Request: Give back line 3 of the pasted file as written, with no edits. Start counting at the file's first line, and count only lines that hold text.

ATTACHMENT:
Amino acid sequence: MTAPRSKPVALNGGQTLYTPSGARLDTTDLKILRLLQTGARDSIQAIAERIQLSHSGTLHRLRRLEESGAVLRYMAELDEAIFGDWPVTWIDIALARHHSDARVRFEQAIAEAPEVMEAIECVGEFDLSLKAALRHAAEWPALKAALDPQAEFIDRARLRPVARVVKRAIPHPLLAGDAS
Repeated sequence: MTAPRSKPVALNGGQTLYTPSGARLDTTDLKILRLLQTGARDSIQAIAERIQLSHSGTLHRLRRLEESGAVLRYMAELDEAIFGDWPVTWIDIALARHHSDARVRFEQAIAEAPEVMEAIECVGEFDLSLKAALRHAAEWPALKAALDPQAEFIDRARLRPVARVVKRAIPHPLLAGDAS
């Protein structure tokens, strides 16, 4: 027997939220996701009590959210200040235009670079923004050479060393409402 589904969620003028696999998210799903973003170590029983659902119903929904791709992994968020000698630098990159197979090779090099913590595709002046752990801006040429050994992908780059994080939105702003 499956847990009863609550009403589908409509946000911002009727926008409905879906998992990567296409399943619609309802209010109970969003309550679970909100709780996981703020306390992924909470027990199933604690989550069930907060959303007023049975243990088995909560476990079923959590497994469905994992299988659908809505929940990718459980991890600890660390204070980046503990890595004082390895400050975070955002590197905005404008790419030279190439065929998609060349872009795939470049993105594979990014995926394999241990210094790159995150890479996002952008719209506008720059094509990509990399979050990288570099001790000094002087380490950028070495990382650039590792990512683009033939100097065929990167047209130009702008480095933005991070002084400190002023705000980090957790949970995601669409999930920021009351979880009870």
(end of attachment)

């Protein structure tokens, strides 16, 4: 027997939220996701009590959210200040235009670079923004050479060393409402 589904969620003028696999998210799903973003170590029983659902119903929904791709992994968020000698630098990159197979090779090099913590595709002046752990801006040429050994992908780059994080939105702003 499956847990009863609550009403589908409509946000911002009727926008409905879906998992990567296409399943619609309802209010109970969003309550679970909100709780996981703020306390992924909470027990199933604690989550069930907060959303007023049975243990088995909560476990079923959590497994469905994992299988659908809505929940990718459980991890600890660390204070980046503990890595004082390895400050975070955002590197905005404008790419030279190439065929998609060349872009795939470049993105594979990014995926394999241990210094790159995150890479996002952008719209506008720059094509990509990399979050990288570099001790000094002087380490950028070495990382650039590792990512683009033939100097065929990167047209130009702008480095933005991070002084400190002023705000980090957790949970995601669409999930920021009351979880009870």